There’s no denying that the gym can be a daunting place. So many machines. So many people. SO MUCH TERROR. Unfortunately, when this lack of knowledge is coupled with an inability to ask for help you’ve got a recipe for disaster. A quick scan around the gym before a workout often has me cringing involuntarily – I see a lot of people doing some pretty questionable things. So this week I sat down with Fitness First’s National Personal Training Manager, Michael Cunico, to chat to him about the most common mistakes he sees around the gym. And this is what he had to say…
“To a certain degree there’s an element of ego that comes with exercising in a gym environment; it reminds me of when I get lost and I don’t want to ask for directions, I simply want to work things out myself. The difference though, is that not asking for help when I’m lost will simply waste time, while not asking for help in a gym environment can be frustrating and potentially dangerous.
A lack of results due to a lack of structure will quickly railroad the best of intentions, while an injury can temporarily halt progress altogether. I would absolutely recommend you get help when embarking on an exercise program. In any other area this is common – if you’re not sure how to cook, you’ll go to a cooking class; if you want to learn how to hit a golf ball, your best option is to learn from a professional. Exercise is exactly the same: it’s worthwhile getting some help prior to starting.
Not getting help at the beginning may lead to a second problem – no plan. Our bodies are incredible machines that have the ability to adapt to a training stimulus over time. However without a plan of attack your body may not ever get an opportunity to adapt to a certain training stimulus. If you yo-yo between training plans or just use whatever is free when you arrive at the club, your body cannot take advantage of one of the key principles in training: progressive overload.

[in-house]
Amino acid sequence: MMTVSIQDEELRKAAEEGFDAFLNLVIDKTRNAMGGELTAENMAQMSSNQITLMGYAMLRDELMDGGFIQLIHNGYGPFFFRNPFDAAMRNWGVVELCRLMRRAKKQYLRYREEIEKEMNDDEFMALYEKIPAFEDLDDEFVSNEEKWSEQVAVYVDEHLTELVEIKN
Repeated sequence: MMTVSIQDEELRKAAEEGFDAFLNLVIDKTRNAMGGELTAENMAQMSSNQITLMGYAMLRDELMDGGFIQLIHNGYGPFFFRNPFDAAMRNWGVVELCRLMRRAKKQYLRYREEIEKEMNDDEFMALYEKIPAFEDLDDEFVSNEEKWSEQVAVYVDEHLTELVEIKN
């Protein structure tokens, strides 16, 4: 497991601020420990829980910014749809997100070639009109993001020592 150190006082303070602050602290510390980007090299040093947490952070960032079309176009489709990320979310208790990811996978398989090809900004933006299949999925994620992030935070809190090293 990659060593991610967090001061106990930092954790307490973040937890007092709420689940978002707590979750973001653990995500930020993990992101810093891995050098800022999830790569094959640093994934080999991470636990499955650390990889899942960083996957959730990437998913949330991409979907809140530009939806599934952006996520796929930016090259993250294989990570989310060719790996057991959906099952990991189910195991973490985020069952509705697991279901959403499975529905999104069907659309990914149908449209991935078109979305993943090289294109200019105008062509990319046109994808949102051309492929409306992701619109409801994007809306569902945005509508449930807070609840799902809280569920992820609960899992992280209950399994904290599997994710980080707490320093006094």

Progressive overload is the process of supplying your body with more challenging training stimuli over time, most commonly seen in resistance training as additional weight, but also total volume or increasing range of motion. This process forces the body to go through a process called super-compensation, which helps it to push further than it could in your previous workout. Over time, this is what allows athletes to lift more, run faster and improve movement capability.
The fitness industry doesn’t always make it easy for consumers either. Trends come and go, controversy brings attention and attention can be profitable. But when we’re all looking for the quickest path from A to B (i.e a goal weight, a 10km or lifting PB) it can be hard to come to terms with the idea that progress isn’t always flashy. It can be a grind, it can stall, there will be days when the scale isn’t moving where you want it to and the bar suddenly feels like a tonne when you were crushing the same weight just last week.
Stay the course – and stick to the basics of nutrition and exercise. A diet predominately filled with whole foods and an exercise plan that incorporates cardiovascular and strength training with some movement training sprinkled in is a great starting point. And always be wary when someone claims that their way is the only way to do something – this seems to happen a lot when the person making the claim has something to gain from it.”
Michael Cunico is the National Personal Training Manager for Fitness First Australia. He is responsible for driving fitness programming innovations and the personal training business of the organisation. With approximately 1,200 personal trainers in Fitness First, Michael has spent the majority of his fitness career working directly with trainers and has delivered training to thousands of trainers both in Australia and abroad.
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